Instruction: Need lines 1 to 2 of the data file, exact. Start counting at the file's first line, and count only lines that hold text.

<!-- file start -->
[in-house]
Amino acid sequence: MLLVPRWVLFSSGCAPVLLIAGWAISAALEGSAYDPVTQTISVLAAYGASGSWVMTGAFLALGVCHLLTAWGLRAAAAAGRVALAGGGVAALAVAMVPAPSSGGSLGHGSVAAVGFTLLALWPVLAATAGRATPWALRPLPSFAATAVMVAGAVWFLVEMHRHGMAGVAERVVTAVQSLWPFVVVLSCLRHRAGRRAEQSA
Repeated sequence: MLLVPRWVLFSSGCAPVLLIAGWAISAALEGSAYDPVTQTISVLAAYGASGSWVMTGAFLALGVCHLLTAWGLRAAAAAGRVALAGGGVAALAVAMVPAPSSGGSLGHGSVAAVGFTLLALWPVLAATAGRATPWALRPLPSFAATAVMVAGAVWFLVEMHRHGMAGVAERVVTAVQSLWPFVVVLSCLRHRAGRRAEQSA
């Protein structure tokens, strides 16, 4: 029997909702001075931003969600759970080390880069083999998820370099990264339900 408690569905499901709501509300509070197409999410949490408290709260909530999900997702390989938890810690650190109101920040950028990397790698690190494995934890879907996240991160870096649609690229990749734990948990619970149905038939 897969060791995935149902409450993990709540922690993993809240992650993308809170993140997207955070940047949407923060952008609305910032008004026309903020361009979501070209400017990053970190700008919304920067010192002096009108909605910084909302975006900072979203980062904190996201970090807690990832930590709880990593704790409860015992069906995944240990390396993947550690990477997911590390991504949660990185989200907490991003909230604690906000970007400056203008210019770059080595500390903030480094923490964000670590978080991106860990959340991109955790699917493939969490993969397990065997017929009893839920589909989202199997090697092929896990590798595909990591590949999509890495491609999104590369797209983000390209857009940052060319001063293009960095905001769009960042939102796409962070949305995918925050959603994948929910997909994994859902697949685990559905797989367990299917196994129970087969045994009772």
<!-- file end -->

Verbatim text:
[in-house]
Amino acid sequence: MLLVPRWVLFSSGCAPVLLIAGWAISAALEGSAYDPVTQTISVLAAYGASGSWVMTGAFLALGVCHLLTAWGLRAAAAAGRVALAGGGVAALAVAMVPAPSSGGSLGHGSVAAVGFTLLALWPVLAATAGRATPWALRPLPSFAATAVMVAGAVWFLVEMHRHGMAGVAERVVTAVQSLWPFVVVLSCLRHRAGRRAEQSA